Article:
On that theme, perhaps the IPL can be the forum for Vinoo Mankad to finally be recognised for the magnificent cricketer he was instead of his proud name being associated with a perfectly legitimate method of dismissal? Why should the batsman, the person actually breaking the rules by stealing an unfair advantage, be given victim status? Unlike most other athletic events where false starts are deemed illegal, cricket goes the opposite way and vilifies the person who plays by the rules under the guise of some sort of misplaced notion of chivalry. Integrity and IPL are the perfect examples of an oxymoron so it represents a chance for cricket to shed itself of this double-standard when it comes to a tradition that is now a dinosaur.

One of the arguments put forward to justify the abbreviated T20 format is that it is a true test of skills where both teams compete under almost identical conditions. Sure, it lacks the ebb and flow of the longer formats but it’s big plus point is that the pitch conditions rarely affect the result. It’s ultimately down to who plays best on the day. So to then have a competition where dew plays such a crucial role in determining the winner is an anachronism that T20 cricket can well do without. Realistically, what can the IPL do to eliminate this form of lottery? From rescheduling day/night matches to improved cricket balls to covered stadiums, if there is an organisation with the cash to lead the way in neutralising the dew factor, the IPL is our most likely trailblazer.

When the IPL was first floated, there was talk that it would engender more harmonious relationships across countries. Where NZ, South Africa, West Indies and Sri Lanka are involved, this may well be the case but when it comes to the Big Three (Australia, England and India), there seems to be precious little love lost, despite IPL friendships. In the case of abrasive characters like James Faulkner and Ben Stokes, it is hard to feel any degree of sympathy when they get flogged because that is the currency they deal in but one can only hope that the IPL highlights the true gentleman like AB De Villiers, George Bailey and Brendon McCullum in the same way that it farewelled the careers of so many of the Indian greats of recent times. A truly global league deserves so much more than some of the mean-spirited rubbish that the ICC tolerates.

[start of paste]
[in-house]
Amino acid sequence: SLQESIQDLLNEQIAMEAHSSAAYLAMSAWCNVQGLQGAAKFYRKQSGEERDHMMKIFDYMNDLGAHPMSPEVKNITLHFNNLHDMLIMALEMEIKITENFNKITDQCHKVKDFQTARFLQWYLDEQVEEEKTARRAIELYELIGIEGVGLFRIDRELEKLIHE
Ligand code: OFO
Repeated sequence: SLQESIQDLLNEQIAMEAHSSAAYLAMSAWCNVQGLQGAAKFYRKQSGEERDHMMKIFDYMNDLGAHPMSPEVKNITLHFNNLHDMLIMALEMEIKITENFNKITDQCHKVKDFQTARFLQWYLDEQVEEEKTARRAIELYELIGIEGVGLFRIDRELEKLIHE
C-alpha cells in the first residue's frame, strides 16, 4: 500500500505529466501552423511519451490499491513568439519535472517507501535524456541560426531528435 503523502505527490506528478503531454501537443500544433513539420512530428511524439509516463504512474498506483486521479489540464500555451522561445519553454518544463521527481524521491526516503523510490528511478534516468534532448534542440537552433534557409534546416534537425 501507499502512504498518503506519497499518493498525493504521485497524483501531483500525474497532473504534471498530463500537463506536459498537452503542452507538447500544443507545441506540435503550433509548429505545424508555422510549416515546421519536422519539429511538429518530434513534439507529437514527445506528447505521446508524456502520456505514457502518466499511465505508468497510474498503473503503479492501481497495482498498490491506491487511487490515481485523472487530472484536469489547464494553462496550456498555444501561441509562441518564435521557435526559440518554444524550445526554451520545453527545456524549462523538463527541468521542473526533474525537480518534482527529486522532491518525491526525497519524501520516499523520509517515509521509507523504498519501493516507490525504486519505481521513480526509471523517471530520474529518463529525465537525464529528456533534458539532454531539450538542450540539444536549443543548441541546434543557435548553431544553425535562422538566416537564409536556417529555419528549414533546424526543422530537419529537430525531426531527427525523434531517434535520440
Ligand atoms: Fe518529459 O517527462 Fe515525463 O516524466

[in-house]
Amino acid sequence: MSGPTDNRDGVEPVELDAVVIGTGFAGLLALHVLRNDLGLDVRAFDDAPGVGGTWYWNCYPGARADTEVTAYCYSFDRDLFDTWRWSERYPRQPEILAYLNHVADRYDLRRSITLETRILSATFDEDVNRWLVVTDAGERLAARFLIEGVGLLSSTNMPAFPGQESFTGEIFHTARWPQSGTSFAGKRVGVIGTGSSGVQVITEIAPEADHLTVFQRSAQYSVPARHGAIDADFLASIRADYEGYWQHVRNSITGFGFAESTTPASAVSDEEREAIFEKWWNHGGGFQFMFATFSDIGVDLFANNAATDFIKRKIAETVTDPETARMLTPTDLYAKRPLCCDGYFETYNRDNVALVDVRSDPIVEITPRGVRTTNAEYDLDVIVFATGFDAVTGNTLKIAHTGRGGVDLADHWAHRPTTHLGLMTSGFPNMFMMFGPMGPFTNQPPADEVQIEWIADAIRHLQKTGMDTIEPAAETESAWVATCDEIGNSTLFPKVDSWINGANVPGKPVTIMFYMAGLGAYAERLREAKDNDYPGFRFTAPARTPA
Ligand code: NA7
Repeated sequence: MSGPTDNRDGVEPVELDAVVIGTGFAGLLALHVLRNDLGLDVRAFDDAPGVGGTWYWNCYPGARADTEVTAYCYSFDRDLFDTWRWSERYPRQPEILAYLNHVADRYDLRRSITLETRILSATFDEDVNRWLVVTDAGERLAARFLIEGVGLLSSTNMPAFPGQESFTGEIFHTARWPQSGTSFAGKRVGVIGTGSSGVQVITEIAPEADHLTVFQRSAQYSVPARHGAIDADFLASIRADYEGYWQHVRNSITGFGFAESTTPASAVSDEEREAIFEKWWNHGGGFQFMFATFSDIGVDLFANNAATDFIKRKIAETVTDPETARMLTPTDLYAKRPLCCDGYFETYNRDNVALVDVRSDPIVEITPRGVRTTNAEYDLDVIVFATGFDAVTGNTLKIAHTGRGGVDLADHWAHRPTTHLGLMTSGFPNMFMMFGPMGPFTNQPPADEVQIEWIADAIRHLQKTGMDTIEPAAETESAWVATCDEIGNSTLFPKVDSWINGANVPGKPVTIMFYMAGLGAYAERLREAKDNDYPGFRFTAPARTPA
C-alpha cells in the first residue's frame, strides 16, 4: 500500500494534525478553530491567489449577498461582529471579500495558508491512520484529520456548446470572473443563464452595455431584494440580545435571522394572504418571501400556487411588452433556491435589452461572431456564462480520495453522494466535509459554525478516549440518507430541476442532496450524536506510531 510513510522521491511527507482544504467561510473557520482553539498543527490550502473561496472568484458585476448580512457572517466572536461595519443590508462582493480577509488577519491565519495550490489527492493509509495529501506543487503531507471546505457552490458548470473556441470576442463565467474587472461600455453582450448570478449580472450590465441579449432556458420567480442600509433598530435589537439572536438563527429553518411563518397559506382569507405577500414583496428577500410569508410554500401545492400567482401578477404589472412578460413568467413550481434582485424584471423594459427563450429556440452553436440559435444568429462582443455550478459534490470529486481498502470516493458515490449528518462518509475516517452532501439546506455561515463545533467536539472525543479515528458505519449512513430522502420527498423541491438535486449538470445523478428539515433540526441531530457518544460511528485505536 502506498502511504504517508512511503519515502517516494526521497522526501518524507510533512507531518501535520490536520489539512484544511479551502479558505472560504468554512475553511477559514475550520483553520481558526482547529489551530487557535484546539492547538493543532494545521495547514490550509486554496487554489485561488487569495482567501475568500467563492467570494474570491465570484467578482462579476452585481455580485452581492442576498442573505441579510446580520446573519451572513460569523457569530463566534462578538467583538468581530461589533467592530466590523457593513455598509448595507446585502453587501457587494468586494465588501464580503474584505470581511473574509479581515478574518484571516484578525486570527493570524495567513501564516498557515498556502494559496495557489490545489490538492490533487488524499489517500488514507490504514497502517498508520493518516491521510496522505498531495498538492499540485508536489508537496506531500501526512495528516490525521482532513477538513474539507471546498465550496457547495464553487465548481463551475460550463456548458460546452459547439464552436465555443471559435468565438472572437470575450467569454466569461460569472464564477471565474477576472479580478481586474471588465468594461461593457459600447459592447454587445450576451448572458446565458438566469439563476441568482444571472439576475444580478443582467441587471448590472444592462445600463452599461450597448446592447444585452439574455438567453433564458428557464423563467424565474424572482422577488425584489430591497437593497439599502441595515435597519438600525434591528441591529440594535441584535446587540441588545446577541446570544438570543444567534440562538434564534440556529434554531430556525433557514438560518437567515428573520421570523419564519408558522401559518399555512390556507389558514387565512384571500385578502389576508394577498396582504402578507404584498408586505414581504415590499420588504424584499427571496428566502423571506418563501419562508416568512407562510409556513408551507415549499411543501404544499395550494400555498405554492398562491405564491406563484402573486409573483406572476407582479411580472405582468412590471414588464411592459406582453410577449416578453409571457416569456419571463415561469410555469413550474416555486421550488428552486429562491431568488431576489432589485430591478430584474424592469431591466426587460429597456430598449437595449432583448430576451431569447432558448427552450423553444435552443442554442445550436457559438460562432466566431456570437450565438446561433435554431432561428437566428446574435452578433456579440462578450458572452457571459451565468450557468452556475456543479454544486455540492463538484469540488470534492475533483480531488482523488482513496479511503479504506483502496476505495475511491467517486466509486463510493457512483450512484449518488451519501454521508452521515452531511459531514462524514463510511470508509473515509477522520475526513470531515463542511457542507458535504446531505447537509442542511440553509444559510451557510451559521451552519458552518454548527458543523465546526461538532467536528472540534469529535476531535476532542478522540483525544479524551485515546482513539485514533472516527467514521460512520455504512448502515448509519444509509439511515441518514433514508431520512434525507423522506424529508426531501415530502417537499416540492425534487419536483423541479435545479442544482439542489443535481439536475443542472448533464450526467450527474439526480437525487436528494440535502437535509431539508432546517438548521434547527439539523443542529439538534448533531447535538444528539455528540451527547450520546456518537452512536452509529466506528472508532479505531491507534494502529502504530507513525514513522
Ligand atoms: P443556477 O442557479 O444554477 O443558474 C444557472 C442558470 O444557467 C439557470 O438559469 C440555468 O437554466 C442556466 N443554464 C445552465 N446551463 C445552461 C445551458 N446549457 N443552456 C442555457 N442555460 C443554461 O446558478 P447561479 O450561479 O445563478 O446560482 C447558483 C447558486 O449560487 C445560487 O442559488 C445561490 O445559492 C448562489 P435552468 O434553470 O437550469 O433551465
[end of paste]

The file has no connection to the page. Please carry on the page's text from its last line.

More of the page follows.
If commentators are now ‘selected’ based on player feedback, it is indeed the beginning of the end if the tail wags the dog. When commentators become mere propaganda agents, the whispers about the integrity of the competition, perceived or real, will continue to undermine integrity. Who will be the first administrator brave enough to jump off the speeding gravy train? To quote Groucho Marx: “I refuse to join any club that will have me as a member.”

Michael Jeh is a Brisbane-based former first-class player